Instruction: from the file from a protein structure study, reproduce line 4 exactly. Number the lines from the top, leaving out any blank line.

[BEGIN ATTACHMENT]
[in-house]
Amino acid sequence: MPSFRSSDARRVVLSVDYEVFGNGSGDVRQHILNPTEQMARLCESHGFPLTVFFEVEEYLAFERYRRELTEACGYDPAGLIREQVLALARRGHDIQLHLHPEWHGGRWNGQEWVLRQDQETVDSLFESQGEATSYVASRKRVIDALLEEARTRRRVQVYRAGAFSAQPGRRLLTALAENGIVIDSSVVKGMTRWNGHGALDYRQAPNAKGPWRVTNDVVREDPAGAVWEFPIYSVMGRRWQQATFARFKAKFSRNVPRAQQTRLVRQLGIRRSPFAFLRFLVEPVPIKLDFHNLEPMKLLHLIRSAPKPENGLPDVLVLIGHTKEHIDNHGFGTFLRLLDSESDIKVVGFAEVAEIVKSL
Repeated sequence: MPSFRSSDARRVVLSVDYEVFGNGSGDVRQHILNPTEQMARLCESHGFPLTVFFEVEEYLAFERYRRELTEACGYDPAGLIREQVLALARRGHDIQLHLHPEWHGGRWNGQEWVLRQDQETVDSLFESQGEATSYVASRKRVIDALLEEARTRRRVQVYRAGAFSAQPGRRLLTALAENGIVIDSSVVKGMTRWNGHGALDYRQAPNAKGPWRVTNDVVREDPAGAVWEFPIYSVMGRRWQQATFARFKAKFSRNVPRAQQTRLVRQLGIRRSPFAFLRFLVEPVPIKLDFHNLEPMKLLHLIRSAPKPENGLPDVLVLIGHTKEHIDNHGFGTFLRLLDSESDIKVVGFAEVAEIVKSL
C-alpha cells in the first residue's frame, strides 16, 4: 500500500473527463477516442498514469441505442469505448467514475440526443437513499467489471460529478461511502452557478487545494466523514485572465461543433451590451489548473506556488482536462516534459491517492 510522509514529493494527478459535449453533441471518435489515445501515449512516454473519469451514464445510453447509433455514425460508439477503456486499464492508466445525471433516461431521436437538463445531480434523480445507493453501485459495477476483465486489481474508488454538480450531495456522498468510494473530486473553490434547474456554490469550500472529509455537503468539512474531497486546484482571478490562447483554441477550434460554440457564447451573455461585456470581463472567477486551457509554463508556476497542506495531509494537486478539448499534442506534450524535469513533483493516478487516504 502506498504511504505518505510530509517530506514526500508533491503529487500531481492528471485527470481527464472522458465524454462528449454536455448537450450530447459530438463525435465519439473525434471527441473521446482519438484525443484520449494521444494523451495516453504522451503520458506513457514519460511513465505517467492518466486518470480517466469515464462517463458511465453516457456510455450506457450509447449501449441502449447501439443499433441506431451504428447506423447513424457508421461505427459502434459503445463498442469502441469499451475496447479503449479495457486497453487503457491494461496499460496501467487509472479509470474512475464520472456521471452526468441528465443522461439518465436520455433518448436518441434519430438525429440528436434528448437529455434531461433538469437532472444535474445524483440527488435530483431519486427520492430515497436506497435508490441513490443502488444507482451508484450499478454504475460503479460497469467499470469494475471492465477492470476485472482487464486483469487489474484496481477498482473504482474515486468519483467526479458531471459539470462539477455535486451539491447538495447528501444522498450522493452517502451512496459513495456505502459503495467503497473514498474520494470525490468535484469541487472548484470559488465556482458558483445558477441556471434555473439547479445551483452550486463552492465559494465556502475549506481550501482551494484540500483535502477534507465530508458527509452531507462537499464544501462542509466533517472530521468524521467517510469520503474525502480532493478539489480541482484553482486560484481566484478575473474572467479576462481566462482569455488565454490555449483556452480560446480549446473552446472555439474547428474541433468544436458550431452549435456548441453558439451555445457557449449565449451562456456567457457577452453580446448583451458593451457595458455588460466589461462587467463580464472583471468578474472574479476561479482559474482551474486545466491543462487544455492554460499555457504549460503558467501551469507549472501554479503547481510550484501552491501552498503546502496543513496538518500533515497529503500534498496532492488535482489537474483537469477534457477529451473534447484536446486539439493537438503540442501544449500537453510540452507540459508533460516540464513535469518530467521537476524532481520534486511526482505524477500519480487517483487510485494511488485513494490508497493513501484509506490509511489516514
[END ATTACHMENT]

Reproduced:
C-alpha cells in the first residue's frame, strides 16, 4: 500500500473527463477516442498514469441505442469505448467514475440526443437513499467489471460529478461511502452557478487545494466523514485572465461543433451590451489548473506556488482536462516534459491517492 510522509514529493494527478459535449453533441471518435489515445501515449512516454473519469451514464445510453447509433455514425460508439477503456486499464492508466445525471433516461431521436437538463445531480434523480445507493453501485459495477476483465486489481474508488454538480450531495456522498468510494473530486473553490434547474456554490469550500472529509455537503468539512474531497486546484482571478490562447483554441477550434460554440457564447451573455461585456470581463472567477486551457509554463508556476497542506495531509494537486478539448499534442506534450524535469513533483493516478487516504 502506498504511504505518505510530509517530506514526500508533491503529487500531481492528471485527470481527464472522458465524454462528449454536455448537450450530447459530438463525435465519439473525434471527441473521446482519438484525443484520449494521444494523451495516453504522451503520458506513457514519460511513465505517467492518466486518470480517466469515464462517463458511465453516457456510455450506457450509447449501449441502449447501439443499433441506431451504428447506423447513424457508421461505427459502434459503445463498442469502441469499451475496447479503449479495457486497453487503457491494461496499460496501467487509472479509470474512475464520472456521471452526468441528465443522461439518465436520455433518448436518441434519430438525429440528436434528448437529455434531461433538469437532472444535474445524483440527488435530483431519486427520492430515497436506497435508490441513490443502488444507482451508484450499478454504475460503479460497469467499470469494475471492465477492470476485472482487464486483469487489474484496481477498482473504482474515486468519483467526479458531471459539470462539477455535486451539491447538495447528501444522498450522493452517502451512496459513495456505502459503495467503497473514498474520494470525490468535484469541487472548484470559488465556482458558483445558477441556471434555473439547479445551483452550486463552492465559494465556502475549506481550501482551494484540500483535502477534507465530508458527509452531507462537499464544501462542509466533517472530521468524521467517510469520503474525502480532493478539489480541482484553482486560484481566484478575473474572467479576462481566462482569455488565454490555449483556452480560446480549446473552446472555439474547428474541433468544436458550431452549435456548441453558439451555445457557449449565449451562456456567457457577452453580446448583451458593451457595458455588460466589461462587467463580464472583471468578474472574479476561479482559474482551474486545466491543462487544455492554460499555457504549460503558467501551469507549472501554479503547481510550484501552491501552498503546502496543513496538518500533515497529503500534498496532492488535482489537474483537469477534457477529451473534447484536446486539439493537438503540442501544449500537453510540452507540459508533460516540464513535469518530467521537476524532481520534486511526482505524477500519480487517483487510485494511488485513494490508497493513501484509506490509511489516514